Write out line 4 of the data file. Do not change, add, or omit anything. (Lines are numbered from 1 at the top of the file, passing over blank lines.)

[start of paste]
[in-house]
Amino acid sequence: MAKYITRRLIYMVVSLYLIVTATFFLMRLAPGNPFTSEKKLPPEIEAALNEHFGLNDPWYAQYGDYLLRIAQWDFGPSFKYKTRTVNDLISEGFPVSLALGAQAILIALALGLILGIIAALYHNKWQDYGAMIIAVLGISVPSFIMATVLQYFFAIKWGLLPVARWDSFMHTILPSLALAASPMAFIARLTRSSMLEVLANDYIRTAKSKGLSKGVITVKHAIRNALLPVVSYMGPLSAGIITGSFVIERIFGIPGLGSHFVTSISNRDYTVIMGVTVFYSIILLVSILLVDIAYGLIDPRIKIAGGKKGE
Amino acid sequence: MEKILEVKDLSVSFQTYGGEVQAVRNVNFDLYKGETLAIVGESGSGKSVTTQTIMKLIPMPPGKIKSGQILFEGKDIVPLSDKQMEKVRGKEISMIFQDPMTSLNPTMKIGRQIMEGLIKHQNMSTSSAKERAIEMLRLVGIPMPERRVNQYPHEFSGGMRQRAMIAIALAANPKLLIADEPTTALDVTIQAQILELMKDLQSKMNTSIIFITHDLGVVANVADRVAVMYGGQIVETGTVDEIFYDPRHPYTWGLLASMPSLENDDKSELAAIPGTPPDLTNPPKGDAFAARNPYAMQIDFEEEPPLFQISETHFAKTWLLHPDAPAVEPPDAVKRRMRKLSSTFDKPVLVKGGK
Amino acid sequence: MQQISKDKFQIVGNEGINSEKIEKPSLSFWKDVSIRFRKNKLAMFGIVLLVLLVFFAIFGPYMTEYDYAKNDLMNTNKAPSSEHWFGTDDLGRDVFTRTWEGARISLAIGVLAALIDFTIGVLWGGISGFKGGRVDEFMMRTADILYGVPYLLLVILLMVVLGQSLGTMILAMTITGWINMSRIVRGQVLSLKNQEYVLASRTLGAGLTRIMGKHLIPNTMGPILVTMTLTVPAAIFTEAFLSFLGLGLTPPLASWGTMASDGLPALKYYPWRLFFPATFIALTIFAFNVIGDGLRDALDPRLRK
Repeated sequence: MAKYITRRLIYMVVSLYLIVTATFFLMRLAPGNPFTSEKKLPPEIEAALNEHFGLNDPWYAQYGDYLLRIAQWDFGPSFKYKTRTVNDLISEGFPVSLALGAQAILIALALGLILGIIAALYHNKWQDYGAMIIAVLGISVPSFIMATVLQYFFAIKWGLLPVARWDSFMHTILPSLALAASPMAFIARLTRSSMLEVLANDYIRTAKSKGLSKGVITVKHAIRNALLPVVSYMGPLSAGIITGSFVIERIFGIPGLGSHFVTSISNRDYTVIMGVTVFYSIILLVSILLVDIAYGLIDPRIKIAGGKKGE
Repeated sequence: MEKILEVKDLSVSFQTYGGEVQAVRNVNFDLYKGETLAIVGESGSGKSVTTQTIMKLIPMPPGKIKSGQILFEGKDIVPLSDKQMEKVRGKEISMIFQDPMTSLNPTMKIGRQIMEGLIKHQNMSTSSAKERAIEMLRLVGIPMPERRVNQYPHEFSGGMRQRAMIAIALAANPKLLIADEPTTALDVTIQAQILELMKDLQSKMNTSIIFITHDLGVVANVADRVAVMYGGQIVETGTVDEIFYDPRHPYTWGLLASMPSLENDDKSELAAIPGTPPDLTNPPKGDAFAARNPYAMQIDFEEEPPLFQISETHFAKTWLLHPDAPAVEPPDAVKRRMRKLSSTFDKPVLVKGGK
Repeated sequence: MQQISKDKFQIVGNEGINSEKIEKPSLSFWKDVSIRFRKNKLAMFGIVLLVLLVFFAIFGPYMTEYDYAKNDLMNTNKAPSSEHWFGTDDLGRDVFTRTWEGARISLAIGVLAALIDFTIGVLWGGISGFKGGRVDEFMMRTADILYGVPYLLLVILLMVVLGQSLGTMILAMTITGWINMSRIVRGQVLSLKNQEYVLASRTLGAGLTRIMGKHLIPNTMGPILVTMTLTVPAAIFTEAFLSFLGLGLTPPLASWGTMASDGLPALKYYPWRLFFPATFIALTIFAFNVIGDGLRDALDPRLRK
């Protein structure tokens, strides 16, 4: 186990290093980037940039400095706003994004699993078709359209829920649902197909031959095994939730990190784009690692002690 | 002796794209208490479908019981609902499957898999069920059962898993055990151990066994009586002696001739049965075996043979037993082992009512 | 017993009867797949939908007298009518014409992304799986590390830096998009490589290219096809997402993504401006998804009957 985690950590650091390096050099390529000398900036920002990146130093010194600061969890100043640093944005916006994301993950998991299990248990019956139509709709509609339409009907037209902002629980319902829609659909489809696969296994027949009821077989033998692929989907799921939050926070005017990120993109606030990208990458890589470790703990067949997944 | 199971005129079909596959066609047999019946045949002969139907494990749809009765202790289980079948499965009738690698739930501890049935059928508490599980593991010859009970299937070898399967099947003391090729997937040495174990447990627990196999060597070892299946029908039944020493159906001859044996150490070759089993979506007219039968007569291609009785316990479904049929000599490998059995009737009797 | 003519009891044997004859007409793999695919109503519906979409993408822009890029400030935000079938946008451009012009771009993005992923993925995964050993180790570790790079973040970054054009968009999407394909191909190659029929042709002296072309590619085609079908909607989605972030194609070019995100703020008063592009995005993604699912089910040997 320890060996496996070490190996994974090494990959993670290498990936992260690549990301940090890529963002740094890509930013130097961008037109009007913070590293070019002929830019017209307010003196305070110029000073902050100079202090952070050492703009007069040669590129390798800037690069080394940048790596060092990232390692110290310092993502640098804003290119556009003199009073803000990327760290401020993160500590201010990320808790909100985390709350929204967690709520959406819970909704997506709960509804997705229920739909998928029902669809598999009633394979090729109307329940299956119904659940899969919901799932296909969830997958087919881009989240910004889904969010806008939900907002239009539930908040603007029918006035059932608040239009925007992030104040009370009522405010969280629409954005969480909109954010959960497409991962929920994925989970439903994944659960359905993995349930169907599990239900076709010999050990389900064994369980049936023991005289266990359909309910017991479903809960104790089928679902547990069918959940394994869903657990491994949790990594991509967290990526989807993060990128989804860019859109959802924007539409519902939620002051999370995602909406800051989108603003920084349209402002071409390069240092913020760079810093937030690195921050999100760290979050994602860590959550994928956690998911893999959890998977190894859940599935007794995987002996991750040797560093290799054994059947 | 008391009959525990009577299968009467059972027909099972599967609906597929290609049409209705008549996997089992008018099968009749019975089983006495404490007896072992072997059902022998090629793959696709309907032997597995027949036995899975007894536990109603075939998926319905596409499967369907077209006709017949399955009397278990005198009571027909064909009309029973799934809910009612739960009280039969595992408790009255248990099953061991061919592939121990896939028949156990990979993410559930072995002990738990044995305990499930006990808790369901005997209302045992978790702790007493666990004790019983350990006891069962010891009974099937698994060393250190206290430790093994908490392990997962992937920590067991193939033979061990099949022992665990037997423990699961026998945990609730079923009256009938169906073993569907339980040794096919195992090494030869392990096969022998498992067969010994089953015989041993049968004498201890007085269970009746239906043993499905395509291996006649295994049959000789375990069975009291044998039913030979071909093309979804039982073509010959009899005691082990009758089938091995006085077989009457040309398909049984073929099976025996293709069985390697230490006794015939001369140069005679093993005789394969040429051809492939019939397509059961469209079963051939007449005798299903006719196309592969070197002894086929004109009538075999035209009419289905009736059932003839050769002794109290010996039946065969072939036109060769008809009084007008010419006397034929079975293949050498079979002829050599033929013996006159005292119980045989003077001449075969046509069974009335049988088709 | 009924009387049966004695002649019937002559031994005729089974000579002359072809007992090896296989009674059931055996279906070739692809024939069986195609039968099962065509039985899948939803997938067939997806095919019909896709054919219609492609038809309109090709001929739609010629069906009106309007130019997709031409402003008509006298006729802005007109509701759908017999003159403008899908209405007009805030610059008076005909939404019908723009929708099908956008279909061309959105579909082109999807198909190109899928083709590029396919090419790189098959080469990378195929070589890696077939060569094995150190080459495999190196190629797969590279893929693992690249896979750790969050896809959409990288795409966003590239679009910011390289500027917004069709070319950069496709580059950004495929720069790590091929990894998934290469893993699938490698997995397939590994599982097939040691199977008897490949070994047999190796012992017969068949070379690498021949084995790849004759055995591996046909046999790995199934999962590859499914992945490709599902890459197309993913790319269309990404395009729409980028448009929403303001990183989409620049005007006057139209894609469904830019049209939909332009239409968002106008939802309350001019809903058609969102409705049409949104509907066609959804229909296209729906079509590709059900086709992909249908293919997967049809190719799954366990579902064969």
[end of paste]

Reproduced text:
Amino acid sequence: MQQISKDKFQIVGNEGINSEKIEKPSLSFWKDVSIRFRKNKLAMFGIVLLVLLVFFAIFGPYMTEYDYAKNDLMNTNKAPSSEHWFGTDDLGRDVFTRTWEGARISLAIGVLAALIDFTIGVLWGGISGFKGGRVDEFMMRTADILYGVPYLLLVILLMVVLGQSLGTMILAMTITGWINMSRIVRGQVLSLKNQEYVLASRTLGAGLTRIMGKHLIPNTMGPILVTMTLTVPAAIFTEAFLSFLGLGLTPPLASWGTMASDGLPALKYYPWRLFFPATFIALTIFAFNVIGDGLRDALDPRLRK